Seen from a distance, Marilla Palmer’s works on paper look like renderings of branches and flowers. Upon closer inspection, they reveal themselves to be combinations of drawing and collage that depict strange and beautiful imaginary flora. Palmer juxtaposes artificial objects with natural materials—leaves, petals, mushrooms, and twigs—that she finds anywhere from the garden she cultivates in Brooklyn to tropical rain forests.
Palmer worked for a time as a textile designer, and evidence of this exists in her current work in the form of patterns, scraps of fabric, embroidery, and other embellishments. Many of her pieces begin with the shadows of branches that she traces and renders in watercolor, exaggerating the patterns of the bark in bright colors and sinuous lines. On top of these branches she layers pressed flowers, dried leaves, spore prints from mushrooms, holographic papers, millenary foliage, and sequins, blurring the viewer’s awareness of what is real, and what is not.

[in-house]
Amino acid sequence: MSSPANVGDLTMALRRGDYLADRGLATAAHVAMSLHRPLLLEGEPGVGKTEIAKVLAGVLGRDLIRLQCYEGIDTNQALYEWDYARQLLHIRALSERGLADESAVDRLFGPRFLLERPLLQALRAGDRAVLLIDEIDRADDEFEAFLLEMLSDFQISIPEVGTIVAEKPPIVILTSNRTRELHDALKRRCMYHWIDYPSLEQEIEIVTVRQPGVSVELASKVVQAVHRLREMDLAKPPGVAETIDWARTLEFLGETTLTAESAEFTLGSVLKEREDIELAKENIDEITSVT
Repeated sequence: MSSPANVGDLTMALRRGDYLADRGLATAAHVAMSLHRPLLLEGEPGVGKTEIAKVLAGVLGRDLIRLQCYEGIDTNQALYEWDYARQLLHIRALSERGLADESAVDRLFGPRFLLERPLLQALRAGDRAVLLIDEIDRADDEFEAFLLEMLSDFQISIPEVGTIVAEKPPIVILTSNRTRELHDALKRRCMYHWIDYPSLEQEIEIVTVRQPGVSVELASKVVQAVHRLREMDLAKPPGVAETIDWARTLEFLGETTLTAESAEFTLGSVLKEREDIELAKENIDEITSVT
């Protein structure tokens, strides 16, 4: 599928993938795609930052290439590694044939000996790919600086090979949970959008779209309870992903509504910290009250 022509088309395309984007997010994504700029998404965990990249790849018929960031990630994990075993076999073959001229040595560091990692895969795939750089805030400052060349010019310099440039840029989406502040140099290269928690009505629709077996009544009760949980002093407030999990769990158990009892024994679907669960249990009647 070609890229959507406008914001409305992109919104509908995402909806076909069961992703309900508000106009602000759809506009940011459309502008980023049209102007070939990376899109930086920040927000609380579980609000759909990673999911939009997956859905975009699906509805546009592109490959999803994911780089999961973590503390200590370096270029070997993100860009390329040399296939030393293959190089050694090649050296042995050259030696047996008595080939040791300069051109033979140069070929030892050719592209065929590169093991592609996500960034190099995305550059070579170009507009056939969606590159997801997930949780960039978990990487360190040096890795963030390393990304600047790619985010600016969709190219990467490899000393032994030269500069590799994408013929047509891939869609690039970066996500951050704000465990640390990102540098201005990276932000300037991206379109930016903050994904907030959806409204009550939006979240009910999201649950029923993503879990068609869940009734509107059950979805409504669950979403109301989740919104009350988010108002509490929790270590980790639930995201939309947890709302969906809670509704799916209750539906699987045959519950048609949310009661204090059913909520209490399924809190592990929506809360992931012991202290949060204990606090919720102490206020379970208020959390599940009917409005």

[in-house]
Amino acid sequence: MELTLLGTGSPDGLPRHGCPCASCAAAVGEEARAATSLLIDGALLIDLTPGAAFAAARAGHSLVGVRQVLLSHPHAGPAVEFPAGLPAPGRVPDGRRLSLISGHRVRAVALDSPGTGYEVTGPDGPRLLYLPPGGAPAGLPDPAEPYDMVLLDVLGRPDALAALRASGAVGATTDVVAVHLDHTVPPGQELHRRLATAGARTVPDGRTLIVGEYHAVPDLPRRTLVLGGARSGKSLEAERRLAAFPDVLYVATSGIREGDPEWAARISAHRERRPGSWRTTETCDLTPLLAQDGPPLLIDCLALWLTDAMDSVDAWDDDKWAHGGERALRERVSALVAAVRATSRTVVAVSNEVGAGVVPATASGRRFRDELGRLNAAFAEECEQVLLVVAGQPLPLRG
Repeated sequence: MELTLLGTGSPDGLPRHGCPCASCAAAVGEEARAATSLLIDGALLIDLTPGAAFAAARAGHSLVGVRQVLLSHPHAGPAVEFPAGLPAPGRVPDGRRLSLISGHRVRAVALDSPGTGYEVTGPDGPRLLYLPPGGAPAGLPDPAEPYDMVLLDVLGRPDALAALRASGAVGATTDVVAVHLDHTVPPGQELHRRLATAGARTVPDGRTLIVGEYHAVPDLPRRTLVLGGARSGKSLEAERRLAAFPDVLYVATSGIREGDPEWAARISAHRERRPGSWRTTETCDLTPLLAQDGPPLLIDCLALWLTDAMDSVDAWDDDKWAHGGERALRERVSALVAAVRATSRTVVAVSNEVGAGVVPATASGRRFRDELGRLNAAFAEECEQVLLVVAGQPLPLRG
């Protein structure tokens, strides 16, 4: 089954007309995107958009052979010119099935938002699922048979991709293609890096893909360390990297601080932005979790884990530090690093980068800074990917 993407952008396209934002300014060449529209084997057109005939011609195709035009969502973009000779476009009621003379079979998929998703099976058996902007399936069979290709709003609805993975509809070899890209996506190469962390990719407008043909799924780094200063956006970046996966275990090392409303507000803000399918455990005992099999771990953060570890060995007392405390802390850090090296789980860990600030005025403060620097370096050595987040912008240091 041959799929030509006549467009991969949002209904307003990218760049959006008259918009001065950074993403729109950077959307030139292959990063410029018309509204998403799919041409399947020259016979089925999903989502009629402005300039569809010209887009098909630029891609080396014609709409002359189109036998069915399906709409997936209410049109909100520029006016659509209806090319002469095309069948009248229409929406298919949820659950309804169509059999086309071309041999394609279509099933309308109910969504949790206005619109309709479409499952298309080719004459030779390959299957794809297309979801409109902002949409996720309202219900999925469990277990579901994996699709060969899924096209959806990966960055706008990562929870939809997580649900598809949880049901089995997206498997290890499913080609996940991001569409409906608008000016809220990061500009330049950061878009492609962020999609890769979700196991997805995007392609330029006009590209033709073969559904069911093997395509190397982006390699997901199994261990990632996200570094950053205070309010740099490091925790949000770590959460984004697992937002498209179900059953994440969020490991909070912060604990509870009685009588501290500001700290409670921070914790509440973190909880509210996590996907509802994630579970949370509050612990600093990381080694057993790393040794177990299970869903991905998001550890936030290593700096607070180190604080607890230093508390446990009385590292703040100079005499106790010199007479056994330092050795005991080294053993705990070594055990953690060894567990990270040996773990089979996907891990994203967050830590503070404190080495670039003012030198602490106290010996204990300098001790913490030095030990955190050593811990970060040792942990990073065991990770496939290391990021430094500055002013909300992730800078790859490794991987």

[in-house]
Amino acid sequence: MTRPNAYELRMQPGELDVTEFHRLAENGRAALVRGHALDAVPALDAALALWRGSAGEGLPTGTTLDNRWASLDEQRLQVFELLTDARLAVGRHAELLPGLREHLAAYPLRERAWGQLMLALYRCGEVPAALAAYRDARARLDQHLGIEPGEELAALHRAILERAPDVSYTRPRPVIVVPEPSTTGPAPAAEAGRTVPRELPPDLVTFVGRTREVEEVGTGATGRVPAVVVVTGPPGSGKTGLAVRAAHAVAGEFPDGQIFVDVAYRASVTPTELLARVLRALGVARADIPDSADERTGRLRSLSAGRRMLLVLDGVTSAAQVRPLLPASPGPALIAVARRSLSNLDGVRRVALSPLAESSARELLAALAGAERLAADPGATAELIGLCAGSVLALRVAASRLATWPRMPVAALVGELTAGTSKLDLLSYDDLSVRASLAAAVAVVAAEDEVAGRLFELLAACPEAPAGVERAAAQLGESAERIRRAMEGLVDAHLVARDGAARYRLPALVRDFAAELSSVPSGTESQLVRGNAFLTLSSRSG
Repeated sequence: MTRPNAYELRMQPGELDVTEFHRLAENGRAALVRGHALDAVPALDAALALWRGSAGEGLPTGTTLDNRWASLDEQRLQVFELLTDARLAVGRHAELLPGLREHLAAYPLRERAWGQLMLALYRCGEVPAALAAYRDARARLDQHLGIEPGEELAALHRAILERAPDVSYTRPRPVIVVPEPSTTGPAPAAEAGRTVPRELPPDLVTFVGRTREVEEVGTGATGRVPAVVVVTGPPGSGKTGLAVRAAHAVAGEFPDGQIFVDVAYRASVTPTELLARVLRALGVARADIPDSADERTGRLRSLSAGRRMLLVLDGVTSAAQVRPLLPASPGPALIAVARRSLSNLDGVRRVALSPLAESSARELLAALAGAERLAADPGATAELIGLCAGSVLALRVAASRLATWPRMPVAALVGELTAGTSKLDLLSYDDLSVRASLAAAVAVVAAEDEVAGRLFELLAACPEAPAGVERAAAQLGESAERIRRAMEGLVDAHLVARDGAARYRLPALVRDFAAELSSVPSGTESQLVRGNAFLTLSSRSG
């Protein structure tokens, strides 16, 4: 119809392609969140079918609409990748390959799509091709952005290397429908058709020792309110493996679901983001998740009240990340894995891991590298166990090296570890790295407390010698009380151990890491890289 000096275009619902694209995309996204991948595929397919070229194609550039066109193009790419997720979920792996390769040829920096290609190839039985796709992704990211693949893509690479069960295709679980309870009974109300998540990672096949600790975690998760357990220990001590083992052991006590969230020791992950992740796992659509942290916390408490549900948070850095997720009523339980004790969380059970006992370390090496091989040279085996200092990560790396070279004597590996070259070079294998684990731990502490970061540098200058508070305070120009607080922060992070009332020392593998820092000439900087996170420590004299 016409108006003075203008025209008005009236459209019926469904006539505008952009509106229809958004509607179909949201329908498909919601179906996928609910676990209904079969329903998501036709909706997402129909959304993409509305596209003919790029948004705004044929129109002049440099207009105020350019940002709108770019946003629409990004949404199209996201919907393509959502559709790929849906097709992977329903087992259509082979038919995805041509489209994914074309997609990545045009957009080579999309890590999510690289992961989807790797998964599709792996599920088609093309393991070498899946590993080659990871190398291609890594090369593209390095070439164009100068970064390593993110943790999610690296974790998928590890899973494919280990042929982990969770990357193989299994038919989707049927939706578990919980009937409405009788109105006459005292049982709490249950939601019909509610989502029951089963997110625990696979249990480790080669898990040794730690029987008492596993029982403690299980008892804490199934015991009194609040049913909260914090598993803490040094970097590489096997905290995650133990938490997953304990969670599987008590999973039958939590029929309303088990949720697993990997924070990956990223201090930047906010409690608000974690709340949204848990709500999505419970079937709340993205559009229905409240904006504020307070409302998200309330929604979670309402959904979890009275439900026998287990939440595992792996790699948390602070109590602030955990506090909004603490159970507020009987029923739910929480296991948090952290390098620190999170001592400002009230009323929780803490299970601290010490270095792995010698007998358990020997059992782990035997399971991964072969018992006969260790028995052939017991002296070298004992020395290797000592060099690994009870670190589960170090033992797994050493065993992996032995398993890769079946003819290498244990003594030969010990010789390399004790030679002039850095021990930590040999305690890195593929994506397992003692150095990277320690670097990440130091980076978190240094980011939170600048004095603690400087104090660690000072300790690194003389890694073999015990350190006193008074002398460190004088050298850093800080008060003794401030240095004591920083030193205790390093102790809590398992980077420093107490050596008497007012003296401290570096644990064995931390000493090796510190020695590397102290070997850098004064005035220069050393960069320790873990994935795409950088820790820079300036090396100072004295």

Included in the show is a sculpture, The Night of the Daiad. Part tree, part woman, it again combines the natural—a piece of wood—with the artificial—a doll’s arm raised in either salutation or a cry for help. It is a physical embodiment of the tension felt in all of her work, which balance optimism with fragility, hope with ephemerality, and artifice with reality.
Marilla Palmer is represented by Kathryn Markel Fine Arts in New York City, and has had solo shows at Pierogi Gallery and P.P.O.W, among others. She earned her B.F.A. from the University of the Arts in Philadelphia. She splits her time between Brooklyn and Connecticut.